Jimmy Osmond has been rushed to hospital after suffering a stroke on stage while starring in a pantomime.
The former Osmonds star was appearing as Captain Hook during a performance of Peter Pan at the Birmingham Hippodrome when he suffered his second stroke in 15 years.
The 55-year-old will not be returning to work in the show, which concludes on January 27, a spokesperson has confirmed.
Jimmy Osmond (pictured, left, as Captain Hook and, right, on December 12 at the London Palladium for a Snow White performance) fell ill while he was playing the villain at the Hippodrome in Birmingham
Jimmy (pictured, front, with his Osmond brothers) became the youngest singer to have a number one hit in the UK aged just nine
Jimmy Osmond (pictured) has suffered a stroke after playing Captain Hook in a pantomime
‘On the evening of Thursday December 27 after pushing through the evening’s performance of Peter Pan at Birmingham Hippodrome, Jimmy Osmond was driven straight to hospital and diagnosed with a stroke,’ the spokesperson said. ‘He is grateful for all the well wishes and will be taking time out in the new year.’
Earlier this year Mr Osmond tweeted about his excitement over the festive role, writing: ‘Excited to be in panto again and returning to this role of Captain Hook I love letting my inner baddie out, especially in Birmingham at the hippodrome where I have so many memories!’
The part is being covered by Osmond’s understudy Luke Redford and Darren Day will take over from later this week.
Birmingham Hippodrome’s artistic director and chief executive Fiona Allan said; ‘Everyone here at Birmingham Hippodrome has been deeply saddened to hear of Jimmy’s sudden illness.
‘Jimmy loved being a part of the Hippodrome’s well-renowned panto, and his portrayal of Captain Hook was both dastardly and heartwarming. He won the adoration not just of our audiences, but also of all our staff – we all send Jimmy and his family very best wishes for a speedy recovery.’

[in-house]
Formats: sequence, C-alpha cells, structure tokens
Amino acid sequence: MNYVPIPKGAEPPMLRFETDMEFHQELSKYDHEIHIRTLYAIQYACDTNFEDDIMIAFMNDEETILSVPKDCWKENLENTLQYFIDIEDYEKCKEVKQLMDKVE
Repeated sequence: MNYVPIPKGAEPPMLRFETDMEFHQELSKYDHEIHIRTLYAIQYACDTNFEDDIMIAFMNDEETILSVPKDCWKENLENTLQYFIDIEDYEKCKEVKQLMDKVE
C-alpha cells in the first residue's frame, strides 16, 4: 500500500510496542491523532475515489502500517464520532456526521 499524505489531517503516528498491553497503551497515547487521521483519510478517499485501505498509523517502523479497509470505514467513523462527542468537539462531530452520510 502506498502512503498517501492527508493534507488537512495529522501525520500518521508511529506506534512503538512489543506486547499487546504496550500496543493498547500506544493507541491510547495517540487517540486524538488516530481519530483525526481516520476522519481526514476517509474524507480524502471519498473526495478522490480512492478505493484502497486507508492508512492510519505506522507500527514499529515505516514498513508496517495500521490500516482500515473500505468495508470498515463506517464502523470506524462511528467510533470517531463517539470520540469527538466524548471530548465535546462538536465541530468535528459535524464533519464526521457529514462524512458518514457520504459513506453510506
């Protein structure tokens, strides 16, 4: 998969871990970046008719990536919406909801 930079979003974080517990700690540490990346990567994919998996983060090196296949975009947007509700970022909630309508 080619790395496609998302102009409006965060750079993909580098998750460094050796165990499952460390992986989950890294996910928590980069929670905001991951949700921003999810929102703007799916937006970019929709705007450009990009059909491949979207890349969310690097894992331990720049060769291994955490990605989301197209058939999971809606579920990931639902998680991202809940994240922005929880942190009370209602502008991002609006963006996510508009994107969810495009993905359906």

Osmond is the youngest member of the sibling musical group the Osmonds. He began performing when he was aged just three years old and by nine he was the youngest artist to have had a number one in the UK with his hit ‘Long Haired Lover From Liverpool’.
He first suffered a stroke 15 years ago, when he discovered it was caused by a hole in his heart.
He had been in Missouri recording his TV show Jimmy Osmond’s American Jukebox when he was suddenly overcome with a blinding headache.
‘It came on so fast and I could hardly see – it was as if I had tunnel vision,’ he told Mail Online at the time. ‘Somehow, I managed to get to the end of the show. How I drove home I have no idea and I should not have done it because I couldn’t even see the lines in the middle of the road, but I was desperate to get back to my family and go to bed.
‘The following morning I tried to get up, but felt so dizzy that I fell over. My vision was still bad and this terrible headache was gnawing away right at the base of my skull.’
He thought it was a severe migraine but his wife drove him to the local hospital where doctors advised him to have a brain scan.
The tests revealed he had suffered a stroke caused when small clots break off, temporarily blocking the blood flow in small vessels, which leaves part of the brain without oxygen for a few minutes.
Doctors found Jimmy had what’s called a Patent Foramen Ovale (PFO) – a hole the size of a pound coin in his heart.
It was a birth defect but had gone undetected because Jimmy previously had no signs of possible heart problems.
‘My doctor explained that over time, tiny blood clots that he described as “particles” had travelled from my heart to my brain, forming a large clot, and this is what had caused the stroke.
‘He warned me that unless I had emergency surgery to close the hole then I was at risk of having another stroke.’
‘I remember being on the trolley saying goodbye to Michelle and the kids, then just before I went under the anaesthetic, a doctor came waving a liability form for me to sign, saying, “I have to tell you that this procedure could take your life”, which didn’t help matters at all.
‘The operation, which lasted about an hour, was straightforward but the recovery was painful. Afterwards I spent a week in hospital until I was fit and able to go home.’
Jimmy went on to play at the Genting Arena in Birmingham in 2017, part of his first solo tour of the UK in four years as he celebrated 50 years in showbusiness.
His mother Olive died in 2004 at the age of 79 from a massive stroke and it’s now thought it was caused by an undiagnosed hole in her heart.
As the defect was suspected to be genetic, Jimmy’s eight siblings, his children, nephews and nieces have all been checked.
Results have showed three of Jimmy’s brothers, two of his nephews and his daughter Bella all had the same condition.
They have all have operations except Bella, who was a baby at the time. Because she had such a tiny hole, doctors said it was best to let it close on its own, which it did.
‘I still cannot believe that I never had any symptoms as a child,’ Jimmy said. ‘Doctors say there are few, if any at all.’